Changes to Corporate and Securities Laws
Permission for All Shareholder Meetings To Be Held In Absentia and Extension of Deadlines
Until recently, any annual shareholder meeting convened to consider the election of directors or an audit committee, the appointment of auditors or the approval of an annual report could only be held physically. However, as a result of the pandemic, a law was adopted permitting all shareholder meetings that are convened in 2020, regardless of the agenda, to be held in absentia, (i.e, voting through submission of ballots) without requiring a physical meeting.
Furthermore, the deadlines for holding annual shareholder and participant meetings of Russian joint-stock companies and limited liability companies will both be extended to September 30, 2020.
Reporting and Disclosure Obligations
The deadlines for delivering annual consolidated financial statements under International Financial Reporting Standards for 2020, and interim consolidated financial statements for the first six months of 2020, to shareholders, participants and the Central Bank (as the Russian securities market regulator) will be extended to 180 and 150 days, respectively, from the end of the reporting period, and the deadlines for their disclosure will be extended to 30 days after expiry of those time periods.
The Central Bank is likely to prolong other disclosure and reporting deadlines, including those relating to financial reports of listed companies and financial institutions.
Russian Government Measures in Response to COVID-19
On April 2, 2020, President Vladimir Putin announced the extension of the “non-working period” to April 30, 2020.
So far, financial and other measures announced by the Russian government to support companies facing financial difficulty have been fairly limited, but all major trade and industry bodies have been lobbying the government to request support.
The recent measures proposed or announced by the Russian government include, among others, the following, and we can expect to see more expansive steps being implemented in the coming weeks:
- proposing changes to tax and insolvency laws, including a deferral of certain tax payments and a moratorium on the filing of creditors’ petitions for bankruptcy of Russian companies;
- increasing the number of companies considered to be “systemically important” for the Russian economy, which may entitle them to special government support; and
- terminating most types of state audits during the period from March 18, 2020, to May 1, 2020 (including tax and customs audits).
General Implications and Possible Trends
Merger Control Procedures
The Russian anti-monopoly authority (FAS) remains open and active, with its staff working remotely. Although FAS announced the halting of non-essential investigations, the agency does not intend to put on hold its review of any antitrust clearance requests, whether in respect of new or existing filings.
M&A and Foreign Investment Opportunities
The availability of debt financing from Russian banks during the pandemic will remain very limited, with banks seeking to protect their balance sheets and address existing borrowers’ difficulties.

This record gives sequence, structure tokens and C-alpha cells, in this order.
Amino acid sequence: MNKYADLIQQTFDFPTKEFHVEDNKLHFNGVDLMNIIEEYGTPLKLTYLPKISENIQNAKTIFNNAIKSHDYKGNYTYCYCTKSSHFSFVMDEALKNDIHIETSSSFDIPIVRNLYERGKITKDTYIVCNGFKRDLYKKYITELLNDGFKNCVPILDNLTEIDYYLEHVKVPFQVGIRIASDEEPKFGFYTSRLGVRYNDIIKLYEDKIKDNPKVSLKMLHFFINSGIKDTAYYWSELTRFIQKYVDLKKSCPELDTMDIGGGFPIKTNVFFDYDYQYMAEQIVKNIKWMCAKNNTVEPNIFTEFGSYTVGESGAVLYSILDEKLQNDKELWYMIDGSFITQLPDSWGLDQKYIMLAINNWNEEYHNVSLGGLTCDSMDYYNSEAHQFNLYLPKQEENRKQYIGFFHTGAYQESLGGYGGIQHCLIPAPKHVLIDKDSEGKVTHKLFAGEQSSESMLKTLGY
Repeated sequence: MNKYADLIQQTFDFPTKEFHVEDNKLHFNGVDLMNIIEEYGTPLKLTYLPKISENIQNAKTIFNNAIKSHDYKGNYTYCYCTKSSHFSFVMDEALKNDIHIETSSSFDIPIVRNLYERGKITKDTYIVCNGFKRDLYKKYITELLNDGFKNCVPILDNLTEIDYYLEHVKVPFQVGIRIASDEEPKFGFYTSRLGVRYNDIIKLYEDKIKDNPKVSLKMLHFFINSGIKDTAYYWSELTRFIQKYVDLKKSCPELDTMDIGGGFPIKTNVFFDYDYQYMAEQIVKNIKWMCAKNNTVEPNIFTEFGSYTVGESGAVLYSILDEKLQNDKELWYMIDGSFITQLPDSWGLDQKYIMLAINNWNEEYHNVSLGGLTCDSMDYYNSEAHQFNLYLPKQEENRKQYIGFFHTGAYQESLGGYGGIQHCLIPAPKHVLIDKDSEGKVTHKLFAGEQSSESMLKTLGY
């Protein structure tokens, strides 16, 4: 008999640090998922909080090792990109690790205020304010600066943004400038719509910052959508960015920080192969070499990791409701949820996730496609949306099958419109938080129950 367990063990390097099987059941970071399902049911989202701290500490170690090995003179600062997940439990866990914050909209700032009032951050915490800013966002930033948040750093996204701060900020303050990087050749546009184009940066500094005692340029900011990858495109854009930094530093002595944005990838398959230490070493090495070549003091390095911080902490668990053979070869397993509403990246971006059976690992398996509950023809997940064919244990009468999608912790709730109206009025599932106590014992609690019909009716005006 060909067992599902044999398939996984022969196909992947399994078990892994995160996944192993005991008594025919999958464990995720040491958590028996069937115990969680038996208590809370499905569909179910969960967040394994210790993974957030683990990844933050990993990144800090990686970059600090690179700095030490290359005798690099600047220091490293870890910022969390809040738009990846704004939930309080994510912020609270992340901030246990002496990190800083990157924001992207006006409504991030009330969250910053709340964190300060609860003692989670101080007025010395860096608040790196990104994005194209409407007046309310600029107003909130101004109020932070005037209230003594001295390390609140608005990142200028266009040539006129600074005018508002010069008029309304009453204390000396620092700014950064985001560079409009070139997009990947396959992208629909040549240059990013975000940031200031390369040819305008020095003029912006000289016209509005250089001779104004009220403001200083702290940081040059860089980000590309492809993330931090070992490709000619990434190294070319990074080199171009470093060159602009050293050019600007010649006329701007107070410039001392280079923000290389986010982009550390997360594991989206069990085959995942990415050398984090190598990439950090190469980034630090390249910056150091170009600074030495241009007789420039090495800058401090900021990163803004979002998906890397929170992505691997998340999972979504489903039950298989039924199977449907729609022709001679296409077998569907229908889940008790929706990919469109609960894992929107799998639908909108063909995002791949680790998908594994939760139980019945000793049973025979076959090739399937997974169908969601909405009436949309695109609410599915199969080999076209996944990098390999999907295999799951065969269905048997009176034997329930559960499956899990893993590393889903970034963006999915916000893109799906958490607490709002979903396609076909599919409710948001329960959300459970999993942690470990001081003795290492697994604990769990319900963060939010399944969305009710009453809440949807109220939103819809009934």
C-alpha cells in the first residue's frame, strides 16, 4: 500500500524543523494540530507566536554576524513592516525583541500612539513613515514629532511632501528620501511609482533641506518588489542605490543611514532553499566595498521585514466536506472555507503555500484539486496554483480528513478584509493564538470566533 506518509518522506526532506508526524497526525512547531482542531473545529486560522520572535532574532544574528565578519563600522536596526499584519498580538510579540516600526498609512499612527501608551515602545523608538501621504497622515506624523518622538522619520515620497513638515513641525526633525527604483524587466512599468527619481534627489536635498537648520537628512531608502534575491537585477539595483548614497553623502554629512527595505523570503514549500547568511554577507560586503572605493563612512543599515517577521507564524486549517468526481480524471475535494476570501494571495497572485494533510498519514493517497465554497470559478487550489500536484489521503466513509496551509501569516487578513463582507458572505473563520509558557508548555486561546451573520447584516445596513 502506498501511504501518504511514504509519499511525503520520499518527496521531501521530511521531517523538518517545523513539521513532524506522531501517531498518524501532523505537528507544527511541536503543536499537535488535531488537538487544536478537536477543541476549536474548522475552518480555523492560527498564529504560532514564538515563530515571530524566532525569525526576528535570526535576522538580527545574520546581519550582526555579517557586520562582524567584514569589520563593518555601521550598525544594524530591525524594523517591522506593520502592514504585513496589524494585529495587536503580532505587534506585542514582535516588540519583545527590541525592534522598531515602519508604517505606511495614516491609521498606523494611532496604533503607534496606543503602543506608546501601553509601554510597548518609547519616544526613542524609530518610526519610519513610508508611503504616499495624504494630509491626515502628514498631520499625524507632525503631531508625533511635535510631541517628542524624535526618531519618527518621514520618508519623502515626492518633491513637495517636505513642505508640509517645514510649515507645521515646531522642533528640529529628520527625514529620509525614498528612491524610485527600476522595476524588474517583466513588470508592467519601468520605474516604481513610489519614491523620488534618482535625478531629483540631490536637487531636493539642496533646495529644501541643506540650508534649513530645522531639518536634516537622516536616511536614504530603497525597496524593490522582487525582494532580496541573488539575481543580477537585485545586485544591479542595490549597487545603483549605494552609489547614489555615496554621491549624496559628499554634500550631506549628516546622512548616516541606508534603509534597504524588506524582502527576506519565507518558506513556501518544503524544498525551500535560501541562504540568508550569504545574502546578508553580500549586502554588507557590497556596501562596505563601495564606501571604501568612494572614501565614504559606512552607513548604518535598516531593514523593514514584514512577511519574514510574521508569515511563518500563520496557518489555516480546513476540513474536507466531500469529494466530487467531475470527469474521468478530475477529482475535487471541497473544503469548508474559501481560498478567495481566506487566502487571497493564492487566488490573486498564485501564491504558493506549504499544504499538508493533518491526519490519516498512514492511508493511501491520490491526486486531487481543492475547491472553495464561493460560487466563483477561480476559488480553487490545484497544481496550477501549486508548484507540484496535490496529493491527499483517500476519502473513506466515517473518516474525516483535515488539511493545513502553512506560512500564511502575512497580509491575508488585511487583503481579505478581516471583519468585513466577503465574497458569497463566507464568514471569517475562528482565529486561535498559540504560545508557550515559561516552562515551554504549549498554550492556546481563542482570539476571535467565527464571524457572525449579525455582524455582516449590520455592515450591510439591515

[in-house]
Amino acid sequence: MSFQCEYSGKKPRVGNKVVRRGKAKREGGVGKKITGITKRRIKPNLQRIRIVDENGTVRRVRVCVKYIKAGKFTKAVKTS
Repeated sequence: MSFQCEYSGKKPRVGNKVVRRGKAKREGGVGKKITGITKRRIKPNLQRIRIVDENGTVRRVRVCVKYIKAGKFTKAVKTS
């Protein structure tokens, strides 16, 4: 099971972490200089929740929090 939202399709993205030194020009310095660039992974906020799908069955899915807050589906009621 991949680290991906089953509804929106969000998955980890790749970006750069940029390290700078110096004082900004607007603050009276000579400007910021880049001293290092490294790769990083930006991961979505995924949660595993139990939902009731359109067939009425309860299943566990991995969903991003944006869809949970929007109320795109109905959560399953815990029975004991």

Nevertheless, investors with significant cash assets may still find opportunities in relation to Russian companies in sectors that have been and will continue to be adversely affected by the virus, and which are suffering from liquidity issues and where state support may be unlikely.
A number of Russian subsidiaries of foreign companies recently have been added to the government's list of companies that are “systemically important” to the Russian economy. This may entitle them to state support from the Russian government in due course. The addition of foreign names to the list is a helpful illustration that Russia remains open for foreign investment.
Due to the reduced availability of foreign investment in the short- to mid-term, Russian companies might have no choice but to rely on domestic, rather than international, financing, in order to increase liquidity and raise funds. The pool of investors also may be widened to encompass retail investors, rather than purely institutional, bearing in mind that, as part of the COVID-19 response measures, the Russian government has proposed the imposition, beginning in 2021, of a 13% personal income tax on interest received by individuals from government and corporate debt instruments, and bank deposits (subject to certain deductions and exemptions).
Public companies that have suffered a significant decrease in their share price may use the simplified share buyback rules that are currently being adopted as part of the package of measures aimed at easing the financial markets turmoil caused by the crisis. Under these new rules, when conducting a buyback prior to the end of 2020, listed companies will no longer be required to engage third-party appraisers to determine the value of the shares or disclose the buyback in advance to shareholders. Such buybacks may be conducted through a broker at prevailing market prices. In order for a company to make use of these simplified rules, both the major Moscow Exchange index and the issuer’s weighted average share price for any three-month period after March 1, 2020, would need to have declined by at least 20% compared to the weighted average price for Q4 2019. The total volume of any buyback is still limited to 10% of the total share issued capital and any shares bought back under these rules still need to be disposed of at market price or cancelled within one year.
The existing buyback rules that have been relaxed in response to the ongoing crisis are universally interpreted to be applicable only to buybacks conducted by issuers themselves and not by their subsidiaries or affiliates. In practice, subsidiaries of Russian-listed companies often have conducted share buybacks outside these limitations.
This memorandum is provided by Skadden, Arps, Slate, Meagher & Flom LLP and its affiliates for educational and informational purposes only and is not intended and should not be construed as legal advice. This memorandum is considered advertising under applicable state laws.